I've been a huge lover of naan since the first time I had it at an Indian restaurant, so many years ago. As my first foray into Indian flatbreads, naan has always held a special place in my world. While traveling in India, I was first introduced to the amazing variety of other flatbreads made throughout the country - parathas, chapati, roti, dosas. My first roadside paratha in the mountains of northern India on my way to Rewalsar may just be my most nostalgic memory of food in India (amongst an endless array of memorable moments). But at home, I always come to this simple naan recipe when I'm making Indian food. Maybe someday soon, I'll learn to make some more types of Indian flatbread, and share them with you as well.
Last week, I shared my go-to recipe for making Chana Masala at home, something we tend to do on a surprisingly regular basis. It comes together in about 30 minutes, and always satisfies a craving for Indian flavors. If you're looking for something to serve alongside your naan, check it out!
This gorgeous little wooden rolling pin was a gift from my sweet Aunt Therese, and is my go-to for rolling little things like flatbread. But you definitely don't need a dedicated roller to make this recipe! Any rolling pin will work, as will a flat sided bottle like many wine bottles. You'd be surprised what magic a bottle can create!
Whether you're craving to re-create your favorite Indian restaurant meal at home, or exploring new flavors for the first time -- this naan recipe is a simple way to serve a classic at home!
1 Tbsp active yeast
1 cup warm water
1/4 cup sugar
3 Tbsp plain yogurt (or milk!)
2 tsp salt
1/2 tsp baking soda
4 cups all purpose flour (or half and half all purpose and whole wheat)
optional: minced garlic & melted butter
- In a large bowl, dissolve yeast in warm water with a pinch of sugar. Let sit for about 10 minutes, until the yeast starts to foam a bit.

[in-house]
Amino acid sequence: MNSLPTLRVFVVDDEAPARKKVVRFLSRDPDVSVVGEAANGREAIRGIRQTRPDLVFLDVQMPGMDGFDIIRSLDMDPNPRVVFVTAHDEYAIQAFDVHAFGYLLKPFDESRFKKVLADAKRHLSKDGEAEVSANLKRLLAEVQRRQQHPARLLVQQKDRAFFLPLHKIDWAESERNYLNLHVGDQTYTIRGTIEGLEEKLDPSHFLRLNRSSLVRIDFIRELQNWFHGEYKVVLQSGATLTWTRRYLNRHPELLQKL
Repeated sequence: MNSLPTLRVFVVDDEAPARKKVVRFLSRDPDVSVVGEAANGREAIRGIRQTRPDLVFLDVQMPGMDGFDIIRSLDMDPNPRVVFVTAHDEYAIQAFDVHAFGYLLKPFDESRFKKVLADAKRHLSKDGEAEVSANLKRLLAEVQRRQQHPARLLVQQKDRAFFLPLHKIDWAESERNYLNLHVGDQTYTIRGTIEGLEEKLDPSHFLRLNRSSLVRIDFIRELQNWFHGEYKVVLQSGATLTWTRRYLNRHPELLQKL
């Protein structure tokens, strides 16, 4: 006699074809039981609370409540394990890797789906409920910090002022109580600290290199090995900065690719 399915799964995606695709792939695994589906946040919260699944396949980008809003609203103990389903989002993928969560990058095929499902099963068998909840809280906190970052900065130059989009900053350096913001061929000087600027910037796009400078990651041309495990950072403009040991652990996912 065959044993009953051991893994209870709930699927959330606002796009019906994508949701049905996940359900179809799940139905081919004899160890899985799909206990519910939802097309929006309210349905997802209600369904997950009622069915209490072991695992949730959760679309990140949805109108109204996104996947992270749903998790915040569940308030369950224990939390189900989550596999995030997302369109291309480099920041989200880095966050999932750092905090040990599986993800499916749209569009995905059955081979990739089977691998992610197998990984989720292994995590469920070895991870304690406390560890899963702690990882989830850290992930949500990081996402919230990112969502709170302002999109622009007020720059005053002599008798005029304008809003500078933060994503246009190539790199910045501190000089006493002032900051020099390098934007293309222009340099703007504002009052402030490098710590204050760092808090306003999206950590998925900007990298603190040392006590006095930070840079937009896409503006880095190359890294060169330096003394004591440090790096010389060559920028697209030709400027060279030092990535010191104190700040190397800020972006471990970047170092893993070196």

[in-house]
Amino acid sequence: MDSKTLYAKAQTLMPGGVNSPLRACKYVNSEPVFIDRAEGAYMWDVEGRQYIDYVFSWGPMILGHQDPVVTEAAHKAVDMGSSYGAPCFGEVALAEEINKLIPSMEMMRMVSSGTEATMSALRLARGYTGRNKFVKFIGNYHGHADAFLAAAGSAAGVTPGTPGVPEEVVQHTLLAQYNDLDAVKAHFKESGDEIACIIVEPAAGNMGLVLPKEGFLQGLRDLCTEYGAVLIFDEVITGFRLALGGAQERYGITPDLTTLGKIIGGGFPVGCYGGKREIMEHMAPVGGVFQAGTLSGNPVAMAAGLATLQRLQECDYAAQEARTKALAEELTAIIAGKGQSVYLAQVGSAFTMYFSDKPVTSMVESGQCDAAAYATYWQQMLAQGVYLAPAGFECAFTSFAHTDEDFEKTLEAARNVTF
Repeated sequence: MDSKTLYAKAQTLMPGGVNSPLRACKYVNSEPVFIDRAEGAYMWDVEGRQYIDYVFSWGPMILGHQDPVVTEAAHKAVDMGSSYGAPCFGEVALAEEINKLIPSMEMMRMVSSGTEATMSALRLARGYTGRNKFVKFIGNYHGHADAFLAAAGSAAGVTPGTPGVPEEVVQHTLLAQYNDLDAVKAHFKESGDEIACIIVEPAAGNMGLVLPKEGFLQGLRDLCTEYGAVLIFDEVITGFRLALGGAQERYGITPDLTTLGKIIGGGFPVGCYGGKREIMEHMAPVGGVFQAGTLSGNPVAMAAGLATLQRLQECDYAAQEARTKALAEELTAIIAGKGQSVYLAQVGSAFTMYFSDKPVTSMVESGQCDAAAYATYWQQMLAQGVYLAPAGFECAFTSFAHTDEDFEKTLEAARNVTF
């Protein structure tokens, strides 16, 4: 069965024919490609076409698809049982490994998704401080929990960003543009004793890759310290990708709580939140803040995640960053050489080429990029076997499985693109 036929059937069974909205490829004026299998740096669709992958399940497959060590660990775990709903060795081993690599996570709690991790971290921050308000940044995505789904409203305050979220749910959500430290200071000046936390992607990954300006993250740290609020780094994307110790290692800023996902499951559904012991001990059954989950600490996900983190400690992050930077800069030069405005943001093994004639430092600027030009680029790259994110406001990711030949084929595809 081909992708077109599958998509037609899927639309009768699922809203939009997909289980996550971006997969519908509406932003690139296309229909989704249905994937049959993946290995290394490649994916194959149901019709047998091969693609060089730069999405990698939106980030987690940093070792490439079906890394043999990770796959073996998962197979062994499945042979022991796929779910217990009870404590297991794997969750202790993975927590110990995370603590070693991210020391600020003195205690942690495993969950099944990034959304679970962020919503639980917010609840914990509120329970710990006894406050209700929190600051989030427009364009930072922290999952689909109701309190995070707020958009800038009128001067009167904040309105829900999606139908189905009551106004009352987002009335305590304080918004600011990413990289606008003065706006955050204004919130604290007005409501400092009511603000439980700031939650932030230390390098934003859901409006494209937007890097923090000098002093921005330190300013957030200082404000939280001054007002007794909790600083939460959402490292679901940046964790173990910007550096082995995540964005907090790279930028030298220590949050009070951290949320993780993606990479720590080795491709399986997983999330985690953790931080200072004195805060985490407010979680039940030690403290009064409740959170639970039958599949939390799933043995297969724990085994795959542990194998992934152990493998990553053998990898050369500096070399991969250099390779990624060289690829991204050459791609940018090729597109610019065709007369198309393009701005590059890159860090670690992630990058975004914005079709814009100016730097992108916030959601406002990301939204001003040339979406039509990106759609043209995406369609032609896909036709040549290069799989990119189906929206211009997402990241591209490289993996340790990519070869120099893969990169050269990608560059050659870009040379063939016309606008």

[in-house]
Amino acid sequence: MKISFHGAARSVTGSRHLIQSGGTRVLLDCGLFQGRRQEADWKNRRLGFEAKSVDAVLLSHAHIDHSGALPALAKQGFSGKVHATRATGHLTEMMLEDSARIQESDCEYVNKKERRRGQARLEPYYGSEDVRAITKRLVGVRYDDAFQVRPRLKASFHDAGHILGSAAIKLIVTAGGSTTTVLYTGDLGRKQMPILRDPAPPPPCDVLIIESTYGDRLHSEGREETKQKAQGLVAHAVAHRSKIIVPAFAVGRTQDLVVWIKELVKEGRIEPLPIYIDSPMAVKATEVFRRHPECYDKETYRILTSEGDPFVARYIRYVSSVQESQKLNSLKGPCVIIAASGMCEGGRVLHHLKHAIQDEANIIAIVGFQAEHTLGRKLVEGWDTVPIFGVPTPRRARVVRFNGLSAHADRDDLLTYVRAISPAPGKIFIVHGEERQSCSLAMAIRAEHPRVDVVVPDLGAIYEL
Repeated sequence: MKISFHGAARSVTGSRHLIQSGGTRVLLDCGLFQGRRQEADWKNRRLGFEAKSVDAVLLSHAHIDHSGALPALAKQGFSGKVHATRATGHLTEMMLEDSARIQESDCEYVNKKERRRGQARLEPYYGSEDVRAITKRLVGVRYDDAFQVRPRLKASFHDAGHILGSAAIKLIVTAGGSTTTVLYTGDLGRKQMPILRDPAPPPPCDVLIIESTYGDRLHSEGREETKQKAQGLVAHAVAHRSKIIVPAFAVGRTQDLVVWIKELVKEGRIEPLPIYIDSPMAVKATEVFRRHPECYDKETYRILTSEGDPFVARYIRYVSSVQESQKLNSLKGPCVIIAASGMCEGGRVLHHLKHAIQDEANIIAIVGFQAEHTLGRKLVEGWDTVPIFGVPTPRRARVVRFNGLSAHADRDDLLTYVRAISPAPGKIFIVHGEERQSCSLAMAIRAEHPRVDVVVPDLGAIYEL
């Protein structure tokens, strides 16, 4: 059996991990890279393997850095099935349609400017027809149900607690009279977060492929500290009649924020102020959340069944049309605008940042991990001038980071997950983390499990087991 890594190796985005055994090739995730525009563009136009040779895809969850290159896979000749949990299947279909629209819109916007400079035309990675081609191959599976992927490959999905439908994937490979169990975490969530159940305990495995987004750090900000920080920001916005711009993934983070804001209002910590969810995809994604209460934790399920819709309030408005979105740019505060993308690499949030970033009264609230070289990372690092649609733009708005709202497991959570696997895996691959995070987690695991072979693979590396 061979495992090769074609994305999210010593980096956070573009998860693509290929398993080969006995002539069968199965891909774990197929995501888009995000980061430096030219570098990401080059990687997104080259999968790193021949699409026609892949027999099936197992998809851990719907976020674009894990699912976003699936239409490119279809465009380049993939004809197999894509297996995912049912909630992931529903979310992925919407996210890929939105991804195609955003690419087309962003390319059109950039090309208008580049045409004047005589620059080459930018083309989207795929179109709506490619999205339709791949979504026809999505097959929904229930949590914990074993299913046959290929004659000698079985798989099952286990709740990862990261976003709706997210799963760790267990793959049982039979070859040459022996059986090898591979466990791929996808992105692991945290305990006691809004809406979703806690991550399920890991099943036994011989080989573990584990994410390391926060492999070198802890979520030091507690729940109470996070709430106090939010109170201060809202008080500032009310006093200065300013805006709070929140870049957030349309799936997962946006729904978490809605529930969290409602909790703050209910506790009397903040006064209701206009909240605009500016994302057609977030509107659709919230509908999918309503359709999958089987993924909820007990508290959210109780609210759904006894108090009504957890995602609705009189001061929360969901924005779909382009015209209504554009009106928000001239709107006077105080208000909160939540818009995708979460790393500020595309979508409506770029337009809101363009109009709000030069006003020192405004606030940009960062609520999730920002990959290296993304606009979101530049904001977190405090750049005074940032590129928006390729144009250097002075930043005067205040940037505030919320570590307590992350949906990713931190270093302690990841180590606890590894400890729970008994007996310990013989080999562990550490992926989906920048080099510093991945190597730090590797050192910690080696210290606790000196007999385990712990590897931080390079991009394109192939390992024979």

- Add sugar (minus that pinch!), yogurt, and egg then whisk until combined.
- Add baking soda, salt, and flour and stir with a wooden spoon until the dough comes together. If your dough is really sticky, you can add some additional flour (up to about 3/4 cup).
- Turn dough out onto a lightly floured counter and knead for about 8 minutes.
- Place dough in a lightly oiled bowl and cover with a damp towel. Let rise in a warm place for about an hour, or until the dough has doubled in size.
- Give the dough a good punch, and knead in the garlic if you're planning to use it.
- Pinch off a small handful of dough (about the size of a golfball, or a little larger) and roll into a ball. Place in a lightly oiled 9x13 pan, or on a baking sheet. Repeat until you've made balls with all the dough.
- Cover the pan with that damp towel or plastic wrap, and let rise for another 30 minutes.
- As the last step before you plan to eat, roll each ball into a thin circle and cook in a dry pan over medium high heat for 2-3 minutes on each side, until the bubbles are golden brown.
- If you'd like to butter your naan, brush each side with a little melted butter butter after cooking.
- I like to keep the warm naan wrapped in a towel while cooking the rest, which keeps them warm.